Hannah Inman, CEO, Great Outdoors Foundation


“A shortage of workers.”

David L. Bert, real estate broker, David L. Bert Real Estate


“Uncertainty in the political landscape (which is probably going to be resolved with a new order of leadership in two-thirds of the federal government) and the pandemic – society doesn't approach anything close to normal until individuals are confident that the pandemic can be managed through treatments and/or effectively eliminated via vaccines.”

Eric Lohmeier, president, NCP Inc.


“Reliable high-speed internet in a competitive environment.”

Natalie Bachman, director, strategic sales operations, Wellmark Inc. 


“Continuing to grow and retain quality employees.”

Jason Van Engen, sales professional, Brilar


“Inability to stay open and plan ahead. Too many stops and starts.”

Chris Riedel King, senior project/marketing consultant, Principal Financial Group


“There is no single biggest issue, in my opinion, because there are so many monumental issues that are intertwined – a global pandemic, a vicious political cycle where civility and decorum are absent, a challenging economy, climate change/natural disasters and unprecedented (at least in recent years) racial tensions all come to mind.”

Chris Sackett, managing partner, BrownWinick Law Firm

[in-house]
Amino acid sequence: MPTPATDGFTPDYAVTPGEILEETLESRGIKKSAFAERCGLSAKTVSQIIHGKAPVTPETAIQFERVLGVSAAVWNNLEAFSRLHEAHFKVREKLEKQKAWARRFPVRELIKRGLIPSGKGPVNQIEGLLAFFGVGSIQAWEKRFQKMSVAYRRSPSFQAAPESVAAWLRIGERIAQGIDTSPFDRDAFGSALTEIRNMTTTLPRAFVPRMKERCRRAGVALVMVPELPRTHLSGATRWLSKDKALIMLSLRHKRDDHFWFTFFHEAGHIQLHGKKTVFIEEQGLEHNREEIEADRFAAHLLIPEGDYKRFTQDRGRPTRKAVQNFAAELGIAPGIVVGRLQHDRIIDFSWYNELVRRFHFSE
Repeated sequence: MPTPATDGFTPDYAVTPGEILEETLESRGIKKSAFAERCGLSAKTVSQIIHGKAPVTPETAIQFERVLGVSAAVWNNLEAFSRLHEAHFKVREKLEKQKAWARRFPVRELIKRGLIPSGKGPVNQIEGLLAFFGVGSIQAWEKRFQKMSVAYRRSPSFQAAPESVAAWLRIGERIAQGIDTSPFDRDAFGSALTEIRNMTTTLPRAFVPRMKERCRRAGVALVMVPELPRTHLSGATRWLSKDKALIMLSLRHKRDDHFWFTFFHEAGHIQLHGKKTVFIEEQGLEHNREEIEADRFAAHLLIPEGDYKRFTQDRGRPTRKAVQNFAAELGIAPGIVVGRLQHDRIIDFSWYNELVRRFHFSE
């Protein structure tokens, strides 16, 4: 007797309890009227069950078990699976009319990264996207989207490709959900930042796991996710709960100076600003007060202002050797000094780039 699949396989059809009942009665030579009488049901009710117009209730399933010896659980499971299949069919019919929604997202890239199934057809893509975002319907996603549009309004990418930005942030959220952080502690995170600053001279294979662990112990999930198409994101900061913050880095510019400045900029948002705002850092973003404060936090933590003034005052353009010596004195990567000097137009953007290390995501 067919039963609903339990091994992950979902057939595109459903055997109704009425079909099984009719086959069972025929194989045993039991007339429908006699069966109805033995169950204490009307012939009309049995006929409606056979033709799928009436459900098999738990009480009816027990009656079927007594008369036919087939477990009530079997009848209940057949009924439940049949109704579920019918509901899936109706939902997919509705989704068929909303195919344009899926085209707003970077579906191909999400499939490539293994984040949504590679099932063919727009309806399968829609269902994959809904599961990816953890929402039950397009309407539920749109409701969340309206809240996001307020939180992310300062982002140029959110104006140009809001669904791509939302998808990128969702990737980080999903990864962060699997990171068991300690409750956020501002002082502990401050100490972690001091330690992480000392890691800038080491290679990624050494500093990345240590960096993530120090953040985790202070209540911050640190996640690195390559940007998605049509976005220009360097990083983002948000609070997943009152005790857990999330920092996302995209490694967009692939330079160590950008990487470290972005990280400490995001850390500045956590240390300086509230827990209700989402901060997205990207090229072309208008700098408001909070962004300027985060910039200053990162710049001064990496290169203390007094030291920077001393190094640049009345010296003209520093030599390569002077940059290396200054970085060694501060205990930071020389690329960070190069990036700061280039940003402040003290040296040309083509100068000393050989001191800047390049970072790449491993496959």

“Division just like the whole country.”

Tracy Schmidt, vice president and general manager of card services, NCMIC Finance Corp.


“The lack of leadership on the path forward is hurting the ability of business owners to have some certainty in a time of uncertainty.”

Jake Christensen, president, Christensen Development


“The biggest issue facing Iowa businesses right now is trying to anticipate which pandemic-related changes will remain and how to plan and invest accordingly. For example, since March Bankers Trust has seen significant increases in the use of technology by our customers — internet and mobile banking, bill pay, and online account openings. Yet with any big swing in consumer behavior due to an outside influence, in this case COVID-19, it’s challenging to know whether we’re dealing with an anomaly, a trend or a whole new way of doing business that merits significant investments. Thankfully, market and industry data have informed our investments in technology while continuing to ensure customers have access to in-person and drive-up support, when needed.”

Emily Abbas, senior vice president, chief consumer banking and marketing officer, Bankers Trust


On average, how many hours per week are you working?

Guest Editor Claudia Schabel: The average was 50, which is one less hour than in 2019, which might or might not be attributed to one less hour spent in the car each day. Given the year we’ve had and the resiliency exhibited, this is impressive. I am pleasantly surprised. 


How stressed are you feeling at work? (Scale of 1-10, 1 being not very stressed)
(Note: While a few outliers contributed to the weighted average for 2020, the most common answer was a 7, with 27.45% selecting it.)